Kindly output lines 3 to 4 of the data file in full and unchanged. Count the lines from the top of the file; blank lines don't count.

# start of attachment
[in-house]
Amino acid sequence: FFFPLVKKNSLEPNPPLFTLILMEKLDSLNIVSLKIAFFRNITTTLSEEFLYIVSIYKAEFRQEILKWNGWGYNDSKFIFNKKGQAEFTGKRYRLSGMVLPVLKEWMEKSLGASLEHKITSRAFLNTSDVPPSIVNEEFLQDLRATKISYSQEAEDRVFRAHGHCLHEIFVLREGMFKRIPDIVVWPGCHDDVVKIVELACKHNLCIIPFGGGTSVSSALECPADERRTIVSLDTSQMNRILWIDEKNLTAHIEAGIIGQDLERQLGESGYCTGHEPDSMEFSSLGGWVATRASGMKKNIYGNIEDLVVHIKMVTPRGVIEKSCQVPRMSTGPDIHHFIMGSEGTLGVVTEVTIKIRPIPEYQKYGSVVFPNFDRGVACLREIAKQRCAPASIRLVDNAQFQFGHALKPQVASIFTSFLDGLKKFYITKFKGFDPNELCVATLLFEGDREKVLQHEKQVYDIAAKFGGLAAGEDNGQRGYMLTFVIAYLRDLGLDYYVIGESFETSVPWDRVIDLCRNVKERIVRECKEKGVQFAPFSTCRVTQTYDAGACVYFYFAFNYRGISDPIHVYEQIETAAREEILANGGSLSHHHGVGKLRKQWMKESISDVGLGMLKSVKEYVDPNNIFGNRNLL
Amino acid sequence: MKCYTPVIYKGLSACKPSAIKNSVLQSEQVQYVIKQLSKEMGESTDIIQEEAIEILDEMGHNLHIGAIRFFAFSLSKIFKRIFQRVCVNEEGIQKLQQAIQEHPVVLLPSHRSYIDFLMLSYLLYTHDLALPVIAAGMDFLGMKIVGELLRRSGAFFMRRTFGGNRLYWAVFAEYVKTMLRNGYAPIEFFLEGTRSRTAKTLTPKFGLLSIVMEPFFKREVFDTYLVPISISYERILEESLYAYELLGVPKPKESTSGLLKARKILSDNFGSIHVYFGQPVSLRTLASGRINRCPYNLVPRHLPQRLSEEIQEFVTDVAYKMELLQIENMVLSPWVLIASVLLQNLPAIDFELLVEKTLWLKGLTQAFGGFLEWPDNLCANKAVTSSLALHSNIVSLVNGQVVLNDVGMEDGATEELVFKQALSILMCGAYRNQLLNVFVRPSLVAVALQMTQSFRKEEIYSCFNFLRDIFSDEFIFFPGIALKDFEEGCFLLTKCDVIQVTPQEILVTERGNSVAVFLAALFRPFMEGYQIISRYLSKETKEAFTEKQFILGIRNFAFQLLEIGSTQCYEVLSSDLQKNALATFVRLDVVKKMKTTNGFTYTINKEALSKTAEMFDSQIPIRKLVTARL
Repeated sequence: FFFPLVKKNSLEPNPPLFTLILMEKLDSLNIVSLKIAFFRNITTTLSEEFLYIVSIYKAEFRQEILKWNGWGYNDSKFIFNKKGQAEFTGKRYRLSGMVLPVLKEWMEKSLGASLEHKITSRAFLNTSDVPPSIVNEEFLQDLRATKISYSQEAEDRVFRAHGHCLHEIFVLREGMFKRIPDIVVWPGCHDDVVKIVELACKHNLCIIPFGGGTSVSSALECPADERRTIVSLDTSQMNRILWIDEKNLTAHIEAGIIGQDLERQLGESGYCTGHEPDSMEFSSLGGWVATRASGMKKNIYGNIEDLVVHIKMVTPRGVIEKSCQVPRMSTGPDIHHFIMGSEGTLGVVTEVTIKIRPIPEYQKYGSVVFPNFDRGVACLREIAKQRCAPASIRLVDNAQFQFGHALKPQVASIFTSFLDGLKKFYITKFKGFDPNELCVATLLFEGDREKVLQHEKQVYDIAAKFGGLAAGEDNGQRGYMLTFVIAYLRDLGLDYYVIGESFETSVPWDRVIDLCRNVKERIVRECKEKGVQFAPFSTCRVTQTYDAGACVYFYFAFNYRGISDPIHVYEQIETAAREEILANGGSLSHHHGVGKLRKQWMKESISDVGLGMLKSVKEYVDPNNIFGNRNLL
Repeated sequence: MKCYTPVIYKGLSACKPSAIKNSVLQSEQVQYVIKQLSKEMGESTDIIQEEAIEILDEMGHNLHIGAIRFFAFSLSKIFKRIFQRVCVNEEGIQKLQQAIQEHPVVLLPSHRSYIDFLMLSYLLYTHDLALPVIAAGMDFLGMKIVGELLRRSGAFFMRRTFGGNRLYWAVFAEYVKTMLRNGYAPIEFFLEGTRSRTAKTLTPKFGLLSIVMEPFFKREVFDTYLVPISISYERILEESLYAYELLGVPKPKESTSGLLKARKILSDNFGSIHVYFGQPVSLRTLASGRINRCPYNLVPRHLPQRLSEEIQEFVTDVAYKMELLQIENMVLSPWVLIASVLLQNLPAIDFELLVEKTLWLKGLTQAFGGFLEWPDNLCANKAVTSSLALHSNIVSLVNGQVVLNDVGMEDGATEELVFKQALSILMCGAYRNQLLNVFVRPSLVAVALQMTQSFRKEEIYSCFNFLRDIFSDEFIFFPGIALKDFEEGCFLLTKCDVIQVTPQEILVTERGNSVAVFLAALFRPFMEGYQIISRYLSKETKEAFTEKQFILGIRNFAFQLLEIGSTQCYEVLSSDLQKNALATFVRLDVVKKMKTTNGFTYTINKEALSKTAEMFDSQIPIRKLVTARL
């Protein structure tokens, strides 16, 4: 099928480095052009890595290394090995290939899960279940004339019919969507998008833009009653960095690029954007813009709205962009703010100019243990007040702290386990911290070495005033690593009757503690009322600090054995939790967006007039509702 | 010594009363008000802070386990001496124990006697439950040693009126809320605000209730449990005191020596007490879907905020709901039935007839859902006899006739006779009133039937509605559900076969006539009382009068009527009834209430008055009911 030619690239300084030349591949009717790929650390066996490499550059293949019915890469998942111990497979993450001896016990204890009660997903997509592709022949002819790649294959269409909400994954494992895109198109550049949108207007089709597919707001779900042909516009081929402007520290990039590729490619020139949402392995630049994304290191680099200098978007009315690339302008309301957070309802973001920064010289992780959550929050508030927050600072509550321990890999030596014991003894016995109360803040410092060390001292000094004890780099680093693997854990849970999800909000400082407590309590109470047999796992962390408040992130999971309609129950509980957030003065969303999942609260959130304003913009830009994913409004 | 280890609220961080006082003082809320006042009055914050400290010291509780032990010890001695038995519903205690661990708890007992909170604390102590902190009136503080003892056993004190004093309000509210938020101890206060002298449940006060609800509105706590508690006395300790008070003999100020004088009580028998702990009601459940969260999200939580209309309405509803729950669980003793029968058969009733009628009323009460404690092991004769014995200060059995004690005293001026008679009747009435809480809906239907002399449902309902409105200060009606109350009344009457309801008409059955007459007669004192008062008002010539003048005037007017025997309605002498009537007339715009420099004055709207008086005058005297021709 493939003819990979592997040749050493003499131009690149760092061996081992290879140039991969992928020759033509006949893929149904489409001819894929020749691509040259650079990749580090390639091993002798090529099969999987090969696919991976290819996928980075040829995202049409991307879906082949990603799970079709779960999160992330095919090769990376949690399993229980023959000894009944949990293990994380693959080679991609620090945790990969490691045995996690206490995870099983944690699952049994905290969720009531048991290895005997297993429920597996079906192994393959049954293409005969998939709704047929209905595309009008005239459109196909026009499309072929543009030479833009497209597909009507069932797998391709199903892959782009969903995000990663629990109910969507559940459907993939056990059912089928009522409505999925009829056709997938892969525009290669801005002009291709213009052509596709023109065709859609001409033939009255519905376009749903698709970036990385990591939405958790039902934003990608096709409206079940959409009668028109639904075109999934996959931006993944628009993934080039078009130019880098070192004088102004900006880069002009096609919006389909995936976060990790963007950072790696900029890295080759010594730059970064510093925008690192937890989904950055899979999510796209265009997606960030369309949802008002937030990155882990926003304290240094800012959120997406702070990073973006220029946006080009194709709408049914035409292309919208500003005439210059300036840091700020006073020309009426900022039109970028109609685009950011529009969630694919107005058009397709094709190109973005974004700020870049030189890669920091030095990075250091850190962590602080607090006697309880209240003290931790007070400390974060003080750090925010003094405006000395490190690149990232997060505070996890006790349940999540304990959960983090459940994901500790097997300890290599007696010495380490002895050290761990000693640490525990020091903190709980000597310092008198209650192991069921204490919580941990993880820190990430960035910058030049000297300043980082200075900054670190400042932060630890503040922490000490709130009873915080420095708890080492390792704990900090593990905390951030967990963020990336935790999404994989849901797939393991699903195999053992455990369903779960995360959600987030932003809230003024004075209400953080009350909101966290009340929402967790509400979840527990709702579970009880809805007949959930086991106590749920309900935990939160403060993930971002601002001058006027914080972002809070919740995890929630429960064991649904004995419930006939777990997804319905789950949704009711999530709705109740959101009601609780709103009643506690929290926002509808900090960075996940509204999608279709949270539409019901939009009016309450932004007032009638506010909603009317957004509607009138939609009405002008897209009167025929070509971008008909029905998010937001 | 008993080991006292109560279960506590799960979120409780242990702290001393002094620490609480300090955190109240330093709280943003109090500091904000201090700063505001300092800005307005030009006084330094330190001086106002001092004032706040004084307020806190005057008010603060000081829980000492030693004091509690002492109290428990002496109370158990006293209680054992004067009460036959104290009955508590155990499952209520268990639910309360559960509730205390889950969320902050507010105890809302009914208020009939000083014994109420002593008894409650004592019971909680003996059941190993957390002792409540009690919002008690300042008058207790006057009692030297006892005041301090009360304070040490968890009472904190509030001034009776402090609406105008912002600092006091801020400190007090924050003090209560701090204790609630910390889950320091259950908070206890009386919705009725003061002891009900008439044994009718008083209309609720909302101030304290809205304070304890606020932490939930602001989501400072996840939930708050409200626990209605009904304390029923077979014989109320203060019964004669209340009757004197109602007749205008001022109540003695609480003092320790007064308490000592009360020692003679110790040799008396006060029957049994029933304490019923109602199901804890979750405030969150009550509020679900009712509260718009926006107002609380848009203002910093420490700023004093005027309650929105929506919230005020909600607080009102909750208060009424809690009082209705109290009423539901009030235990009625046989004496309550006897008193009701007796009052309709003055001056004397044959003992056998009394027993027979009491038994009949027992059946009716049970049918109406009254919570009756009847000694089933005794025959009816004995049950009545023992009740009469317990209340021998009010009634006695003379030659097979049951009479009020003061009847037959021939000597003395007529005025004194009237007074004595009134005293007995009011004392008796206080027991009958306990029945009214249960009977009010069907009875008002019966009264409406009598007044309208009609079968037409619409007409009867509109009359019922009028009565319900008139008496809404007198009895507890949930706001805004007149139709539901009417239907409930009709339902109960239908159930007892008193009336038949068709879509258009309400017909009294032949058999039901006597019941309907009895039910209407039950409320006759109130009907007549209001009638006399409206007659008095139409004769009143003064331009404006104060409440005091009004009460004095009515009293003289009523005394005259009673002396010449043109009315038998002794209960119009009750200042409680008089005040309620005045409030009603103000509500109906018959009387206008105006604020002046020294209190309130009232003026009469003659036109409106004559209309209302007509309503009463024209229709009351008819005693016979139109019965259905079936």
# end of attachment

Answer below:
Amino acid sequence: MKCYTPVIYKGLSACKPSAIKNSVLQSEQVQYVIKQLSKEMGESTDIIQEEAIEILDEMGHNLHIGAIRFFAFSLSKIFKRIFQRVCVNEEGIQKLQQAIQEHPVVLLPSHRSYIDFLMLSYLLYTHDLALPVIAAGMDFLGMKIVGELLRRSGAFFMRRTFGGNRLYWAVFAEYVKTMLRNGYAPIEFFLEGTRSRTAKTLTPKFGLLSIVMEPFFKREVFDTYLVPISISYERILEESLYAYELLGVPKPKESTSGLLKARKILSDNFGSIHVYFGQPVSLRTLASGRINRCPYNLVPRHLPQRLSEEIQEFVTDVAYKMELLQIENMVLSPWVLIASVLLQNLPAIDFELLVEKTLWLKGLTQAFGGFLEWPDNLCANKAVTSSLALHSNIVSLVNGQVVLNDVGMEDGATEELVFKQALSILMCGAYRNQLLNVFVRPSLVAVALQMTQSFRKEEIYSCFNFLRDIFSDEFIFFPGIALKDFEEGCFLLTKCDVIQVTPQEILVTERGNSVAVFLAALFRPFMEGYQIISRYLSKETKEAFTEKQFILGIRNFAFQLLEIGSTQCYEVLSSDLQKNALATFVRLDVVKKMKTTNGFTYTINKEALSKTAEMFDSQIPIRKLVTARL
Repeated sequence: FFFPLVKKNSLEPNPPLFTLILMEKLDSLNIVSLKIAFFRNITTTLSEEFLYIVSIYKAEFRQEILKWNGWGYNDSKFIFNKKGQAEFTGKRYRLSGMVLPVLKEWMEKSLGASLEHKITSRAFLNTSDVPPSIVNEEFLQDLRATKISYSQEAEDRVFRAHGHCLHEIFVLREGMFKRIPDIVVWPGCHDDVVKIVELACKHNLCIIPFGGGTSVSSALECPADERRTIVSLDTSQMNRILWIDEKNLTAHIEAGIIGQDLERQLGESGYCTGHEPDSMEFSSLGGWVATRASGMKKNIYGNIEDLVVHIKMVTPRGVIEKSCQVPRMSTGPDIHHFIMGSEGTLGVVTEVTIKIRPIPEYQKYGSVVFPNFDRGVACLREIAKQRCAPASIRLVDNAQFQFGHALKPQVASIFTSFLDGLKKFYITKFKGFDPNELCVATLLFEGDREKVLQHEKQVYDIAAKFGGLAAGEDNGQRGYMLTFVIAYLRDLGLDYYVIGESFETSVPWDRVIDLCRNVKERIVRECKEKGVQFAPFSTCRVTQTYDAGACVYFYFAFNYRGISDPIHVYEQIETAAREEILANGGSLSHHHGVGKLRKQWMKESISDVGLGMLKSVKEYVDPNNIFGNRNLL